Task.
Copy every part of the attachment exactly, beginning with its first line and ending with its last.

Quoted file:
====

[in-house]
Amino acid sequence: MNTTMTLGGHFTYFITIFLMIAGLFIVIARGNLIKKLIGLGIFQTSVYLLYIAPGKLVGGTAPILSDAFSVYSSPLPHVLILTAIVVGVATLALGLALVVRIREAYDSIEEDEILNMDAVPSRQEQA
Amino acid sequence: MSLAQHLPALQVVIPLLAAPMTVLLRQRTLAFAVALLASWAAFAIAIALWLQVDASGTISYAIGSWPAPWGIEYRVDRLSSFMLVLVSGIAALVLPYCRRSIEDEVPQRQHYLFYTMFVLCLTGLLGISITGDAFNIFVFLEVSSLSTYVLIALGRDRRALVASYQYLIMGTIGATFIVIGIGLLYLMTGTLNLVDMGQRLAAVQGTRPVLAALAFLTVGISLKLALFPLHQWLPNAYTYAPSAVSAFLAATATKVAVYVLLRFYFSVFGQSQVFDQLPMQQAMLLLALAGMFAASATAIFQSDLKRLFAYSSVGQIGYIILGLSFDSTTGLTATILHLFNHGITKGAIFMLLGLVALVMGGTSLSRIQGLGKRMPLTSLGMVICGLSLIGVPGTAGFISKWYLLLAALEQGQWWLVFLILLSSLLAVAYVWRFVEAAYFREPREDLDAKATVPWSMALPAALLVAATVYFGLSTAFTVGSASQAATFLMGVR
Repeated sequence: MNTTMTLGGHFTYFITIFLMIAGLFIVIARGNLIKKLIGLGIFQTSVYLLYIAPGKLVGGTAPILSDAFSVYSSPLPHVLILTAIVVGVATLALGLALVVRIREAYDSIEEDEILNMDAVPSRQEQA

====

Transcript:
[in-house]
Amino acid sequence: MNTTMTLGGHFTYFITIFLMIAGLFIVIARGNLIKKLIGLGIFQTSVYLLYIAPGKLVGGTAPILSDAFSVYSSPLPHVLILTAIVVGVATLALGLALVVRIREAYDSIEEDEILNMDAVPSRQEQA
Amino acid sequence: MSLAQHLPALQVVIPLLAAPMTVLLRQRTLAFAVALLASWAAFAIAIALWLQVDASGTISYAIGSWPAPWGIEYRVDRLSSFMLVLVSGIAALVLPYCRRSIEDEVPQRQHYLFYTMFVLCLTGLLGISITGDAFNIFVFLEVSSLSTYVLIALGRDRRALVASYQYLIMGTIGATFIVIGIGLLYLMTGTLNLVDMGQRLAAVQGTRPVLAALAFLTVGISLKLALFPLHQWLPNAYTYAPSAVSAFLAATATKVAVYVLLRFYFSVFGQSQVFDQLPMQQAMLLLALAGMFAASATAIFQSDLKRLFAYSSVGQIGYIILGLSFDSTTGLTATILHLFNHGITKGAIFMLLGLVALVMGGTSLSRIQGLGKRMPLTSLGMVICGLSLIGVPGTAGFISKWYLLLAALEQGQWWLVFLILLSSLLAVAYVWRFVEAAYFREPREDLDAKATVPWSMALPAALLVAATVYFGLSTAFTVGSASQAATFLMGVR
Repeated sequence: MNTTMTLGGHFTYFITIFLMIAGLFIVIARGNLIKKLIGLGIFQTSVYLLYIAPGKLVGGTAPILSDAFSVYSSPLPHVLILTAIVVGVATLALGLALVVRIREAYDSIEEDEILNMDAVPSRQEQA